In his poem Slava (“Fame,” 1942) VN mentions the Influence on the Balkan Novella of the Symbolist School:


Как проситель из наглых, гроза общежитий,

как зловещий друг детства, как старший шпион

(шепелявым таким шепотком: а скажите,

что вы делали там-то?), как сон,

как палач, как шпион, как друг детства зловещий,

как в балканской новелле влиянье, как их,

символистов -- но хуже.


Like the blustering beggar, the pest of the poorhouse,

like an evil old schoolmate, like the head spy

(in that thick slurred murmur: “Say, what were you doing

in such and such place?”), like a dream,


like a spy, like a hangman, like an evil old schoolmate,

like the Influence on the Balkan Novella of - er -

the Symbolist School, only worse.


I always wondered what particular Balkan novella VN had in mind? I am now pretty sure it is VN’s story Vesna v Fial’te (“Spring in Fialta,” 1938). Its characters include Ferdinand, the Franco-Hungarian writer in whose new play there is “that elaborate Kremlinesque night along the impossible spirals of which he spun various wheels of dismembered symbols.” Among Ferdinand’s friends is an artist who constantly painted his bald head into his canvases:


Тут были: живописец с идеально голой, но слегка обитой головой, которую он постоянно вписывал в свои картины (Саломея с  кегельным шаром); и поэт, умевший посредством пяти спичек представить всю историю грехопадения, и

благовоспитанный, с умоляющими глазами, педераст: и очень известный пианист, так с лица ничего, но с ужасным выражением пальцев; и молодцеватый советский писатель с ежом и трубочкой, свято не понимавший, в какое общество он попал; сидели тут и ещё всякие господа, теперь спутавшиеся у меня в памяти, и из всех двое, трое, наверное, погуляли с Ниной.

Among these I recall: an artist with an impeccably bald though slightly chipped head, which under various pretexts he constantly painted into his eye-and-guitar canvases; a poet, whose special gag was the ability to represent, if you asked him, Adam’s Fall by means of five matches; a humble businessman who financed surrealist ventures (and paid for the aperitifs) if permitted to print in a corner eulogistic allusions to the actress he kept; a pianist, presentable insofar as the face was concerned, but with a dreadful expression of the fingers; a jaunty but linguistically impotent Soviet writer fresh from Moscow, with an old pipe and a new wristwatch, who was completely and ridiculously unaware of the sort of company he was in; there were several other gentlemen present who have become confused in my memory, and doubtless two or three of the lot had been intimate with Nina.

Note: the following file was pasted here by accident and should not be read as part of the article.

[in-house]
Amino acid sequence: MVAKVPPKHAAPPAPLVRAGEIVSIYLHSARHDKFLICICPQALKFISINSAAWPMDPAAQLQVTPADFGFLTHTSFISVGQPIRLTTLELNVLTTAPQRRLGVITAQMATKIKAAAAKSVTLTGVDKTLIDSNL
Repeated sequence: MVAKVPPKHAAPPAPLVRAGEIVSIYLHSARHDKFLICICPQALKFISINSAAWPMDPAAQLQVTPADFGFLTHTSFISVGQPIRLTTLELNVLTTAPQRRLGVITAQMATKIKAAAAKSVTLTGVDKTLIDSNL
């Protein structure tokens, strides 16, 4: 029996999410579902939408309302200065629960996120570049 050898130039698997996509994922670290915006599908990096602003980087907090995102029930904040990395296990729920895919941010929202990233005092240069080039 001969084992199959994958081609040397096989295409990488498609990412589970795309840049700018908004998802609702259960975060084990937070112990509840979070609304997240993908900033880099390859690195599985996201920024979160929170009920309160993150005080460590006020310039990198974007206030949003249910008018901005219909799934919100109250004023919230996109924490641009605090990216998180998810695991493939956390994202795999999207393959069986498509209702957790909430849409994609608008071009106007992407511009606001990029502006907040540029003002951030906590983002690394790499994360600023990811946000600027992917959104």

In the Russian original VN mentions the bald-headed artist’s painting Salomeya s kegel’nym sharom (Salome with a Skittle Ball). In Kholodnyi veter ot laguny… (“The Cold Wind from the Lagoon…”), one of the three poems on Venice in Alexander Blok’s cycle Ital’yanskie stikhi (Italian Verses, 1909), the poet mentions Salome carrying on a plate his bloody head:


В тени дворцовой галлереи,
Чуть озаренная луной,
Таясь, проходит Саломея
С моей кровавой головой.

Всё спит - дворцы, каналы, люди,
Лишь призрака скользящий шаг,
Лишь голова на черном блюде
Глядит с тоской в окрестный мрак.


Blok must have been inspired by the 14th century mosaics of the Baptistery of St. Mark's Basilica in Venice. Above the door of the Baptistery (where the events of St. John the Baptist’s life are represented), we see Salome dancing in a red dress with feathered sleeves, showing her gruesome trophy (the head of John the Baptist) on a golden charger.


In Russian Ioann Krestitel’ (John the Baptist) is often called Predtecha (the Forerunner). In his poem Deti nochi (“Children of the Night,” 1895) Dmitri Merezhkovski famously calls himself and the poets of his generation slishkom ranniye predtechi slishkom medlennoy vesny (too early forerunners of a too slow spring):


Дерзновенны наши речи,

Но на смерть осуждены

Слишком ранние предтечи

Слишком медленной весны.


Merezhkovski’s poem begins: Ustremlyaya nashi ochi na bledneyushchiy vostok (“Turning our eyes to the paling East…”). In VN’s story Ferdinand, after a brief period of fashionable religious conversion, had turned his eyes toward barbarous Moscow: